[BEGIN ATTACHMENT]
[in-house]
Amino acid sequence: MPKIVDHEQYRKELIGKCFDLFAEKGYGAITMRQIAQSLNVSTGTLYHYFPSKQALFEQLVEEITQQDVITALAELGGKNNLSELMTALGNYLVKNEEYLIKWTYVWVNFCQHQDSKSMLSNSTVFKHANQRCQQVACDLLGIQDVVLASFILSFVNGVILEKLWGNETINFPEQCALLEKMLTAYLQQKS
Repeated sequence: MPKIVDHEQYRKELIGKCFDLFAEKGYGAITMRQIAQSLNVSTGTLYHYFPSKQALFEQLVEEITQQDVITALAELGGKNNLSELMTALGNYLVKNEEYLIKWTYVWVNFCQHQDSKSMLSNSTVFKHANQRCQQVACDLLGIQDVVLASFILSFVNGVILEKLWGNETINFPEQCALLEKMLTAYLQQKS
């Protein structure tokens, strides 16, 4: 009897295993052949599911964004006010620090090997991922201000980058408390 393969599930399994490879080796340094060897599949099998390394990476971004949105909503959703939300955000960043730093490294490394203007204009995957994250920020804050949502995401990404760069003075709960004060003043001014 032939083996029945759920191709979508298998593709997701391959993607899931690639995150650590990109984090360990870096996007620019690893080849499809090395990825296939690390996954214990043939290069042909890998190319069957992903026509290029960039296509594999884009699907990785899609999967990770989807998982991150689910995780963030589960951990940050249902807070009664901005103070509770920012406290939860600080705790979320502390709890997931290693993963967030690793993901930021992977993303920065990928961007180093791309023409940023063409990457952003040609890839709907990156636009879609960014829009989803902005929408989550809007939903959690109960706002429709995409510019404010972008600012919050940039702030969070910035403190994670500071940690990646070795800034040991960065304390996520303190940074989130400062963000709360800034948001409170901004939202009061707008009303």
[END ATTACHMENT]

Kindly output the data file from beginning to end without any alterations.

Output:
[in-house]
Amino acid sequence: MPKIVDHEQYRKELIGKCFDLFAEKGYGAITMRQIAQSLNVSTGTLYHYFPSKQALFEQLVEEITQQDVITALAELGGKNNLSELMTALGNYLVKNEEYLIKWTYVWVNFCQHQDSKSMLSNSTVFKHANQRCQQVACDLLGIQDVVLASFILSFVNGVILEKLWGNETINFPEQCALLEKMLTAYLQQKS
Repeated sequence: MPKIVDHEQYRKELIGKCFDLFAEKGYGAITMRQIAQSLNVSTGTLYHYFPSKQALFEQLVEEITQQDVITALAELGGKNNLSELMTALGNYLVKNEEYLIKWTYVWVNFCQHQDSKSMLSNSTVFKHANQRCQQVACDLLGIQDVVLASFILSFVNGVILEKLWGNETINFPEQCALLEKMLTAYLQQKS
């Protein structure tokens, strides 16, 4: 009897295993052949599911964004006010620090090997991922201000980058408390 393969599930399994490879080796340094060897599949099998390394990476971004949105909503959703939300955000960043730093490294490394203007204009995957994250920020804050949502995401990404760069003075709960004060003043001014 032939083996029945759920191709979508298998593709997701391959993607899931690639995150650590990109984090360990870096996007620019690893080849499809090395990825296939690390996954214990043939290069042909890998190319069957992903026509290029960039296509594999884009699907990785899609999967990770989807998982991150689910995780963030589960951990940050249902807070009664901005103070509770920012406290939860600080705790979320502390709890997931290693993963967030690793993901930021992977993303920065990928961007180093791309023409940023063409990457952003040609890839709907990156636009879609960014829009989803902005929408989550809007939903959690109960706002429709995409510019404010972008600012919050940039702030969070910035403190994670500071940690990646070795800034040991960065304390996520303190940074989130400062963000709360800034948001409170901004939202009061707008009303």